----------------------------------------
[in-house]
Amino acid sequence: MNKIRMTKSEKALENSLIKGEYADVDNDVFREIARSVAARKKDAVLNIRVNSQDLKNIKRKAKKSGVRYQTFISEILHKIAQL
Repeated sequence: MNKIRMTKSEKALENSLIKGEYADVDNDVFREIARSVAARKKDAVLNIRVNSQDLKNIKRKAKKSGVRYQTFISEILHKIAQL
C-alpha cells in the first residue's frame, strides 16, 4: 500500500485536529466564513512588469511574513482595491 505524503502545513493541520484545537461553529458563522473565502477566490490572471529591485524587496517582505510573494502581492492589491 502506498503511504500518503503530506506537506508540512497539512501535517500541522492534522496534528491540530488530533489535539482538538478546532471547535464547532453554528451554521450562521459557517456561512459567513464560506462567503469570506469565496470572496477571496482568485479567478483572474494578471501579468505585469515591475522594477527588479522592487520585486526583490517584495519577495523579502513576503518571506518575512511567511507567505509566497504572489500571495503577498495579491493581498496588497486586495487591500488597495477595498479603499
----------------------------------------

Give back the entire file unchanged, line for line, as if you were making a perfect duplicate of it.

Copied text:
[in-house]
Amino acid sequence: MNKIRMTKSEKALENSLIKGEYADVDNDVFREIARSVAARKKDAVLNIRVNSQDLKNIKRKAKKSGVRYQTFISEILHKIAQL
Repeated sequence: MNKIRMTKSEKALENSLIKGEYADVDNDVFREIARSVAARKKDAVLNIRVNSQDLKNIKRKAKKSGVRYQTFISEILHKIAQL
C-alpha cells in the first residue's frame, strides 16, 4: 500500500485536529466564513512588469511574513482595491 505524503502545513493541520484545537461553529458563522473565502477566490490572471529591485524587496517582505510573494502581492492589491 502506498503511504500518503503530506506537506508540512497539512501535517500541522492534522496534528491540530488530533489535539482538538478546532471547535464547532453554528451554521450562521459557517456561512459567513464560506462567503469570506469565496470572496477571496482568485479567478483572474494578471501579468505585469515591475522594477527588479522592487520585486526583490517584495519577495523579502513576503518571506518575512511567511507567505509566497504572489500571495503577498495579491493581498496588497486586495487591500488597495477595498479603499